Polar Palace began its life in 1928 as Glacier Palace, a huge barn of a wooden structure at
at 613 N. Van Ness Avenue between Melrose Avenue and Clinton Street. The first story about the proposed rink
appeared in the Los Angeles Times on March 24, 1925, and announced a 100' x 220' foot rink would be
built on land leased by L. H. Freeman, C. E. Hopkins and W. H. Lee. A small studio rink adjoining was also
planned, to be 25' x 40', for lessons and club use. The proposed building was to be called Glacier Palace.
The building was to be 160' by 275', would hold 6500 spectators without any posts or obstructions [since
there definitely were posts, it would seem this configuration was unworkable], and it
was to be run by the man responsible for the Palais de Glace, C.E. Hopkins. It
would also create a venue for professional ice hockey. Since the Palais rink had only opened in February,
it does seem that another rink only a few miles away would have been an unusual, if not foolhardy, venture
but so it was.
The rink would be renamed the Winter Garden some years later.
On September 23, 1934, it reopened as the Polar Palace, and was promised to be "the finest ice rink ever to be
offered fans in this section," said Jim Tuthill,
president of the Inter-City Ice Hockey League, which would play at the arena. The hockey teams had been
without proper ice since a fire early in the month, which destroyed the Palais de Glace at Melrose and Vermont.
The Los Angeles Junior College hockey team would also play at Polar Palace. The Tropical Ice Gardens in
Westwood, a vast outdoor arena, built in 1938 (burned during demolition in 1950) had ice shows, public skating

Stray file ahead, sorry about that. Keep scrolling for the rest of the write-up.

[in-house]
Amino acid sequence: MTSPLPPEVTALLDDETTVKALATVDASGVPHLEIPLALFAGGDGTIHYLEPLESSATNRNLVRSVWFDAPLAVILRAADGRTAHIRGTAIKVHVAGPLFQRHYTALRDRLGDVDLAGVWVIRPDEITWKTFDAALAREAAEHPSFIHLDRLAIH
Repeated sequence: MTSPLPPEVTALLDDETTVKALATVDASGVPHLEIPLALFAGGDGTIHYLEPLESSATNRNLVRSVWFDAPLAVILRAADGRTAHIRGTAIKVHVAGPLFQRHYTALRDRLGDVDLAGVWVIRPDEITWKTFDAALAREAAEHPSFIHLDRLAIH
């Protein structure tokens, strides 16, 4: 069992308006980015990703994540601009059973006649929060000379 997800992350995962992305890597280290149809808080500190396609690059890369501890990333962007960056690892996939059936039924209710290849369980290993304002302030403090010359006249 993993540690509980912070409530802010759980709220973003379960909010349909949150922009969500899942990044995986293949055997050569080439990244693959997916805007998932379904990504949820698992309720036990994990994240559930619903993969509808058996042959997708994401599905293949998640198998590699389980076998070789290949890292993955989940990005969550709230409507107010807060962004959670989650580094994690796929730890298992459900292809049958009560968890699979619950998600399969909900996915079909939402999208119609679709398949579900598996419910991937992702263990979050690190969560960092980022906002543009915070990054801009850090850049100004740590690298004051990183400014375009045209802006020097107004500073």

and, since it adjoined UCLA, was home to Bruin hockey.
The Ice Follies (a "gigantic figure skating carnival") used the rink for its traveling show for the first time beginning
May 14, 1938, for a two-week engagement. General manager for the show at the time was Edward Mahlke. The
show had a cast of 50 and featured "Sweetheart of the Ice" Bess Ehrhardt and Roy Shipstad ("The Human Top").
Other featured performers included "Mack" McGowan, Idl Papez and Karl Zwack, European pair champions,
Harris Legg and Ruby and Bobby Maxon.
Soon after, Ice Follies (home base: Winterland, San Francisco) and Ice Capades (home base: Atlantic City
until corporate headquarters was established on Santa Monica Blvd. in Hollywood) moved their shows from
Polar to the much larger Pan Pacific Auditorium, through the 1961 season. At that time, the shows both moved to
the new Los Angeles Sports Arena downtown.
Polar hosted numerous championships over the years, including the Los Angeles Figure Skating Championships,
Southwest Pacific championships, the Pacific Coast championships and "Nationals," the U.S. championships. It